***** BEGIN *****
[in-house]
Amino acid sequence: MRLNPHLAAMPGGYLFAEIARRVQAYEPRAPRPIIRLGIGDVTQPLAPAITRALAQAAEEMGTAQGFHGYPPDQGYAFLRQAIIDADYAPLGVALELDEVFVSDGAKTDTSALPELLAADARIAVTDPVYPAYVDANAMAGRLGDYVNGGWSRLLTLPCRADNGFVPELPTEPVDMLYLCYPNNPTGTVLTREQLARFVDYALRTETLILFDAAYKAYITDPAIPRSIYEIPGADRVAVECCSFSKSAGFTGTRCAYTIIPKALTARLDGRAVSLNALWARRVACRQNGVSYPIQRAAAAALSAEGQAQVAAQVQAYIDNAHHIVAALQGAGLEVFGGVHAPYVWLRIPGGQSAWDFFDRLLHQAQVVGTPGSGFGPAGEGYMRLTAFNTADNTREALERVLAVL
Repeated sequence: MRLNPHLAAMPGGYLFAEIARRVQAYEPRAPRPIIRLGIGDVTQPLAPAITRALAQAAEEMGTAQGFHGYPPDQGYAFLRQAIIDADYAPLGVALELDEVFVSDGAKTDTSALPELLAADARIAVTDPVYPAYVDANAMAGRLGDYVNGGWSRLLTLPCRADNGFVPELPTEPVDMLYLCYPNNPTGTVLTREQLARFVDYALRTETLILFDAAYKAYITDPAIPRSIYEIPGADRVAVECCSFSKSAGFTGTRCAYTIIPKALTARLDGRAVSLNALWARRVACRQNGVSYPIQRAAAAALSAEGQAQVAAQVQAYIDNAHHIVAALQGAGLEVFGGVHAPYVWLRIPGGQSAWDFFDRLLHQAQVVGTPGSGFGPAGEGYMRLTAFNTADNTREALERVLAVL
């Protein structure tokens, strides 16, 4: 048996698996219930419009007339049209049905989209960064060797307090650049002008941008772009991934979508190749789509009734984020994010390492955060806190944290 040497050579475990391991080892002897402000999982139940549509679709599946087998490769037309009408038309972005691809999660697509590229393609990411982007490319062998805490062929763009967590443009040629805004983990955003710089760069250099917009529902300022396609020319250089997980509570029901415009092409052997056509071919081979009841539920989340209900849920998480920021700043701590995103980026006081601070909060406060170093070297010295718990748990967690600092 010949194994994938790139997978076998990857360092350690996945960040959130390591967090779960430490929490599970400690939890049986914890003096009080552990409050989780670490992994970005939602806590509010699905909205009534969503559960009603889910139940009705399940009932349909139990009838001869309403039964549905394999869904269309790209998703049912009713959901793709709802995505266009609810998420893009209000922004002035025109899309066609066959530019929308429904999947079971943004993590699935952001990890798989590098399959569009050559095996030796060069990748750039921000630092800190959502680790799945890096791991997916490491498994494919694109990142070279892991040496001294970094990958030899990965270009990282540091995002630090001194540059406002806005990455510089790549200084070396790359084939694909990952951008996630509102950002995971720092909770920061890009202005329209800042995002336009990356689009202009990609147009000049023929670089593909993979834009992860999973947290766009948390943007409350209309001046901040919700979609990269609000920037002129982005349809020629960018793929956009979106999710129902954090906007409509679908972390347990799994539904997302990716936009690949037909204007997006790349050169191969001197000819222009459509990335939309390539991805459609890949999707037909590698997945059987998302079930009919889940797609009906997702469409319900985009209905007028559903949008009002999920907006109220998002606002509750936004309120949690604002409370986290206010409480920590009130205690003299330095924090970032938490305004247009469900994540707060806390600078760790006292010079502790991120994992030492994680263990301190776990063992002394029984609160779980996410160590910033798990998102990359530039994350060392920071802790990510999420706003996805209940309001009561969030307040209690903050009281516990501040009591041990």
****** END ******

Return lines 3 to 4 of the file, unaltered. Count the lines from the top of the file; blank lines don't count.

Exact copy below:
Repeated sequence: MRLNPHLAAMPGGYLFAEIARRVQAYEPRAPRPIIRLGIGDVTQPLAPAITRALAQAAEEMGTAQGFHGYPPDQGYAFLRQAIIDADYAPLGVALELDEVFVSDGAKTDTSALPELLAADARIAVTDPVYPAYVDANAMAGRLGDYVNGGWSRLLTLPCRADNGFVPELPTEPVDMLYLCYPNNPTGTVLTREQLARFVDYALRTETLILFDAAYKAYITDPAIPRSIYEIPGADRVAVECCSFSKSAGFTGTRCAYTIIPKALTARLDGRAVSLNALWARRVACRQNGVSYPIQRAAAAALSAEGQAQVAAQVQAYIDNAHHIVAALQGAGLEVFGGVHAPYVWLRIPGGQSAWDFFDRLLHQAQVVGTPGSGFGPAGEGYMRLTAFNTADNTREALERVLAVL
């Protein structure tokens, strides 16, 4: 048996698996219930419009007339049209049905989209960064060797307090650049002008941008772009991934979508190749789509009734984020994010390492955060806190944290 040497050579475990391991080892002897402000999982139940549509679709599946087998490769037309009408038309972005691809999660697509590229393609990411982007490319062998805490062929763009967590443009040629805004983990955003710089760069250099917009529902300022396609020319250089997980509570029901415009092409052997056509071919081979009841539920989340209900849920998480920021700043701590995103980026006081601070909060406060170093070297010295718990748990967690600092 010949194994994938790139997978076998990857360092350690996945960040959130390591967090779960430490929490599970400690939890049986914890003096009080552990409050989780670490992994970005939602806590509010699905909205009534969503559960009603889910139940009705399940009932349909139990009838001869309403039964549905394999869904269309790209998703049912009713959901793709709802995505266009609810998420893009209000922004002035025109899309066609066959530019929308429904999947079971943004993590699935952001990890798989590098399959569009050559095996030796060069990748750039921000630092800190959502680790799945890096791991997916490491498994494919694109990142070279892991040496001294970094990958030899990965270009990282540091995002630090001194540059406002806005990455510089790549200084070396790359084939694909990952951008996630509102950002995971720092909770920061890009202005329209800042995002336009990356689009202009990609147009000049023929670089593909993979834009992860999973947290766009948390943007409350209309001046901040919700979609990269609000920037002129982005349809020629960018793929956009979106999710129902954090906007409509679908972390347990799994539904997302990716936009690949037909204007997006790349050169191969001197000819222009459509990335939309390539991805459609890949999707037909590698997945059987998302079930009919889940797609009906997702469409319900985009209905007028559903949008009002999920907006109220998002606002509750936004309120949690604002409370986290206010409480920590009130205690003299330095924090970032938490305004247009469900994540707060806390600078760790006292010079502790991120994992030492994680263990301190776990063992002394029984609160779980996410160590910033798990998102990359530039994350060392920071802790990510999420706003996805209940309001009561969030307040209690903050009281516990501040009591041990």